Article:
As far as some folks not seeing reality. I just got back from NYC and it's like that place is hopping. I think you're always going to find a segment of the population that is willing to roll the dice and view their life as a gamble to put all their chips down. Manhattan is that type of place. Look at the kids signing up to be on the Trump Intern show. There is always a line for NYC. The trouble is that although that demand is constant, they can't see the deflation in other areas, so the finance folks there have a rosey outlook in my view. (my view... oh, well if you say so....).

Anyway, my point is that people that are living in a bubble think like a bubble and behave like a bubble. The rich right now are living in a bubble. In Wellesley they are arguing about McMansions like they are the worst thing ever. It's like they fail to recognize that poorer towns are going to get stuck with casinos and some folks are fighting a war. Can you imagine during WWII if a town was complaining about McMansions while others were fighting the Nazi's? The rich are in a total bubble.
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PostPosted: Fri Oct 19, 2007 10:18 pm GMT    Post subject: Reply with quote

john p wrote:

If you take the trend line of the growth of stocks versus general inflation you can see how stocks really, really outpace inflation. If this is the case, the rich just keep outpacing the growth of regular folks.


Actually, that is a very recent phenomenon as well. Check out this inflation adjusted graph of the Dow from 1924 through the present:

http://www.itulip.com/realdow.htm

Judging from that graph, stocks haven't been all that great of an investment in real terms for much of the covered history (one caveat - I am guessing this doesn't include dividends). Buying in the mid 60's would have led to losses for decades to come. It wasn't until the mid 90's that the Dow started to seriously outpace inflation, so I wouldn't expect that to be a permanent characteristic of stocks. I think the interest rate distortions are at play here too, and in more ways than with housing.

I think you are totally right about people rolling the dice and living in their own psychological bubble. This can (usually?) lead to disaster, but people don't see that because there is a survivorship bias in stuff like Trump's show. There's a good book on this called Fooled By Randomness written by an ex-trader who details how success (at least in the financial sector) is largely a function of luck, and most in the industry don't recognize it. Your story about NYC made me think of this.

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PostPosted: Fri Nov 02, 2007 3:23 pm GMT    Post subject: Reply with quote

What happened in the mid 90's to give this sort of spike?

Overall context economically: low employment, fear of inflation, tons of production...

http://gatton.uky.edu/cber/Downloads/usecon96.htm

Look at population, think about the age brackets of sellers - typically older, and buyers, typically younger. You can see how the brackets of buyers really outnumbered sellers so the sellers had the better ratio to give them more power to raise prices.

http://www.prb.org/images3/WhitePopPyramid.gif

Massachusetts was having less children than other states.

http://www.cdc.gov/mmwr/preview/mmwrhtml/figures/m449qsf.gif

US to Europe birthrate:

http://www.nald.ca/fulltext/learnliv/images/fig91.gif

echo boom peaked in 1990

http://en.wikipedia.org/wiki/Echo_boom_generation

echo boom's impact on housing for colleges (Boston is a big college town and the surcharge for housing demand pushed up property values)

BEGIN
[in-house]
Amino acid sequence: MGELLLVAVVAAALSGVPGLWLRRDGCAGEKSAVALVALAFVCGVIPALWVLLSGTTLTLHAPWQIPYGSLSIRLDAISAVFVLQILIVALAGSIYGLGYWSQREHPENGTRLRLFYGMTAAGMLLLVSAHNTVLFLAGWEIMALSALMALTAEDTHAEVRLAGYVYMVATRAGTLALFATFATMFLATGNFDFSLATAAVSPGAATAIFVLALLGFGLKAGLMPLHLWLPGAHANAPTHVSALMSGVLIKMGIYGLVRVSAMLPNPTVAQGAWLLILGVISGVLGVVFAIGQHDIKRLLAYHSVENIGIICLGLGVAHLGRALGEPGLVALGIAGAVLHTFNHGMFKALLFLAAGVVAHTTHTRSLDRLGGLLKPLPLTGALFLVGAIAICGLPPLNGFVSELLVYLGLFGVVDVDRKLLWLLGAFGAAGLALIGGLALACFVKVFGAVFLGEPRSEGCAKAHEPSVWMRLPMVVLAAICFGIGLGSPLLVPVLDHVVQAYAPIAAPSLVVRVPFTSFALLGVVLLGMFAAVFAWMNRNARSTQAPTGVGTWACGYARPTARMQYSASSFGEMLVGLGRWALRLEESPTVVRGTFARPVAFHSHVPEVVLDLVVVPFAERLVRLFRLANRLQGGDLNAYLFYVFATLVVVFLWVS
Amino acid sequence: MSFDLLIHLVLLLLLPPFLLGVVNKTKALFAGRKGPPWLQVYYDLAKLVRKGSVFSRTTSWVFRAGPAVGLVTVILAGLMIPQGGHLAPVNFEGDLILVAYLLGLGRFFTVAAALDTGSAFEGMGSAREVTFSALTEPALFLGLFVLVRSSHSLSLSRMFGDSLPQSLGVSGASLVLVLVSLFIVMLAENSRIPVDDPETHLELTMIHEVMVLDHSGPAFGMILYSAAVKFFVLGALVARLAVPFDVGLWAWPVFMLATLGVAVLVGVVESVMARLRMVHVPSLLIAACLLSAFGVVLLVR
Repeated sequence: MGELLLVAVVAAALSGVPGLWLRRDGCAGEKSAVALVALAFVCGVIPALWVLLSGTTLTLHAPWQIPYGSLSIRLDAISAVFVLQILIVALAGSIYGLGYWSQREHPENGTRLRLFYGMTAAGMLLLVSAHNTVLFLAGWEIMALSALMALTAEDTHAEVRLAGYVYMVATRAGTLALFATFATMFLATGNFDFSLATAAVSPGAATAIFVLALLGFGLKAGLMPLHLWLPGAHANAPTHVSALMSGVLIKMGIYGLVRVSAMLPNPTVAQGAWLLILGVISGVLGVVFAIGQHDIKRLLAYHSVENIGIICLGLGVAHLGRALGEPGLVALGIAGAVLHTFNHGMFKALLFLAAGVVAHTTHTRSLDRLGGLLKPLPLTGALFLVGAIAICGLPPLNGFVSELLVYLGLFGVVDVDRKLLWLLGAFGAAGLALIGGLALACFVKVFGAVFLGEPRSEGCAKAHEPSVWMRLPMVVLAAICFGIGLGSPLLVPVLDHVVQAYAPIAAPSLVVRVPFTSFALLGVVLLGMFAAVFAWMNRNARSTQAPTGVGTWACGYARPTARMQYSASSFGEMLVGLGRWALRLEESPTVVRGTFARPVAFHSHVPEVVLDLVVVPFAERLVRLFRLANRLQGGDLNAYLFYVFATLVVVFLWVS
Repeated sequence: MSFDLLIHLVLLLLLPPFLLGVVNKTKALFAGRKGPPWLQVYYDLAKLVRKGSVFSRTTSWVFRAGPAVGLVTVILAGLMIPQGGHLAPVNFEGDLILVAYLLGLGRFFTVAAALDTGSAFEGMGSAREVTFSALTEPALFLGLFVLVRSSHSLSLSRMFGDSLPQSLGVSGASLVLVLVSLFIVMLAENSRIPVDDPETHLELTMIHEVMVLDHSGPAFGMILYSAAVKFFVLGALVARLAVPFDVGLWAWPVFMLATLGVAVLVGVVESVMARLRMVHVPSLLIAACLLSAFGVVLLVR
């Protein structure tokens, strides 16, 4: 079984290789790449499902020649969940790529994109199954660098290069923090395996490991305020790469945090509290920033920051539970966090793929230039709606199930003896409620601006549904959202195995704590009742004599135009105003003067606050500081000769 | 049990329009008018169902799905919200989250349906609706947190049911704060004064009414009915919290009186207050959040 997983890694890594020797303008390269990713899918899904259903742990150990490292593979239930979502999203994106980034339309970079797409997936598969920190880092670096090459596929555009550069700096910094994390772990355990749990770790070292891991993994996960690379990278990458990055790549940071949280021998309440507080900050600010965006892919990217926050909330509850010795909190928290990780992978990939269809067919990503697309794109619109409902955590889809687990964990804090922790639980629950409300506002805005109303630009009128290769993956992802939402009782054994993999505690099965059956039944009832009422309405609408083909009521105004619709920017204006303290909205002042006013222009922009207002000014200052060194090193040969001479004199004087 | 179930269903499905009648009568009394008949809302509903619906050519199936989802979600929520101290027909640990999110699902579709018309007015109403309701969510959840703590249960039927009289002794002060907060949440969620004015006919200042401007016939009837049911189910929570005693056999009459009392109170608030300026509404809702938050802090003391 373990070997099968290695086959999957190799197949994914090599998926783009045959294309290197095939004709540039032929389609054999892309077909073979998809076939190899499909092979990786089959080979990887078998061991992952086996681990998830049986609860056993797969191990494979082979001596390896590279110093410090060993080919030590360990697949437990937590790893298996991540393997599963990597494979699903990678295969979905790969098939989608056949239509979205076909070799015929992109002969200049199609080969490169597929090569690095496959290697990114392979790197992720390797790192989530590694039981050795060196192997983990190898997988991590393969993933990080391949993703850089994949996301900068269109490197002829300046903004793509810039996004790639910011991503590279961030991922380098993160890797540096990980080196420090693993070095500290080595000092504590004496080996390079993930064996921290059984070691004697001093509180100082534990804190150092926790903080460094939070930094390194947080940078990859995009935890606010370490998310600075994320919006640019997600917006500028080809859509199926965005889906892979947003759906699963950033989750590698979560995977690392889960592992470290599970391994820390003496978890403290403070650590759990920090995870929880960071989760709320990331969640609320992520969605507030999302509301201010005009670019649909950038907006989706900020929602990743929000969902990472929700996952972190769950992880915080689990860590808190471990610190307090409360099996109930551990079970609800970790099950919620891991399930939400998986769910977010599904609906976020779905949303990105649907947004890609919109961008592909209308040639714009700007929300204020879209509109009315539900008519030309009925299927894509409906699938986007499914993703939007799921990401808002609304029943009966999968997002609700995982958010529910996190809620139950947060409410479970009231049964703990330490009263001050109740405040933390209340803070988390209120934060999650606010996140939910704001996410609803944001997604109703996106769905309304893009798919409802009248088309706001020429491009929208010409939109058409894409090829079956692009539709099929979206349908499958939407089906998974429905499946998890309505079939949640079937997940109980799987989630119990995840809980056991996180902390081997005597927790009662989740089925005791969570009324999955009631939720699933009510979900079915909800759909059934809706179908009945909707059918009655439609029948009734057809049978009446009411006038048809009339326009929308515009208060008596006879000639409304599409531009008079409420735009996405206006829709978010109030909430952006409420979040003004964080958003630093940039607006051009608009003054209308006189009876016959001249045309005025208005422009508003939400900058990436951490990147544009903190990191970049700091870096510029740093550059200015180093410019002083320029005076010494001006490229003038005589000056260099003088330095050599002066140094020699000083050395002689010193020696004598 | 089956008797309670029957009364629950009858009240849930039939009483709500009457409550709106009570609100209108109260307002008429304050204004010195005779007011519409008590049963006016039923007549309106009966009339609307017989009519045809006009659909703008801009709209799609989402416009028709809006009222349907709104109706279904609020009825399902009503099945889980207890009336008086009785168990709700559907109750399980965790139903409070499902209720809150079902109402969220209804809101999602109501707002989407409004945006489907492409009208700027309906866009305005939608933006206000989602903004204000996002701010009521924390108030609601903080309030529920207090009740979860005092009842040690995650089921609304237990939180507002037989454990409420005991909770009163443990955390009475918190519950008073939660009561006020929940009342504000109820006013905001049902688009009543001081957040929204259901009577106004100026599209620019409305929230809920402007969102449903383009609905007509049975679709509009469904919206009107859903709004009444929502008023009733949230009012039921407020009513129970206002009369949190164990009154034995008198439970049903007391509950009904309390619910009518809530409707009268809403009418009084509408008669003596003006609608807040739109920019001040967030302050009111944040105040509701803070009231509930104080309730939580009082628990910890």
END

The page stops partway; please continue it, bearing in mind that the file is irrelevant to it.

http://asumag.com/DesignPlanning/university_echo_boom_impact/

Take also into fact that we had an explosion of value into city rental/condo property due to the elimination of Rent Control in the 90's.

So take into account, an echo boom and the huge demand for college housing in the mid 90's with rent control coming to an end at the same time. Perfect storm. Further, you have a post early 90's recession baby bubble in Massachusetts because people waited until after the recession to have children.

So here is my point for the day:

I blame the women. just kidding... seriously though, with less children, you have more women in the workplace. The more women in the workplace the more productive an area is. The more productive an area is, the greater the demand for that area to live in is. The longer women stay in the workplace before many drop out to become Mom's, the more senior they become at their jobs, and the more pay they get. The more dual incomes couples, the higher the fundamentals go with respect to affordability. The higher the education level for both men and women in an area, the higher the income strata goes. Further, when you compare two high level salary earners in a household income, it is very hard for a single earner household to survive let alone compete for decent housing.
The way I see it is that you really need two incomes to buy a decent starter home.

The way I see it is when we have economic slow times, you see more women enter the workplace. Think about after the 80's slump, remember that song "She works hard for the money, so you beeeeter treat her right... alright?" Think about the Dolly Parton movie 9 to 5 in the 80's. So when you get economic good times, you see the birth rate go up. When the birth rate goes up, and you get more stay at home mom's you get lower unemployment because as a women leaves work, you need a warm body to fill that seat. I think the self fufilling nature of this is that if times get slow, mom's go back to work, and salaries go down because you have more people competing for fewer jobs. When times get good, mom's leave work to raise the kids and now you need more bodies to fill the empty chairs at work.

I think the fundamentals for our Boston economy has adjusted to two earners. I think what is confusing is that we don't have an economic profile cross section of buyers and we are mixing household incomes for prior generations where mom stays home. If you could see a clearer picture of the younger buyers generation, you'd see that the salaries are higher because a higher percentage of the younger generation have dual income families....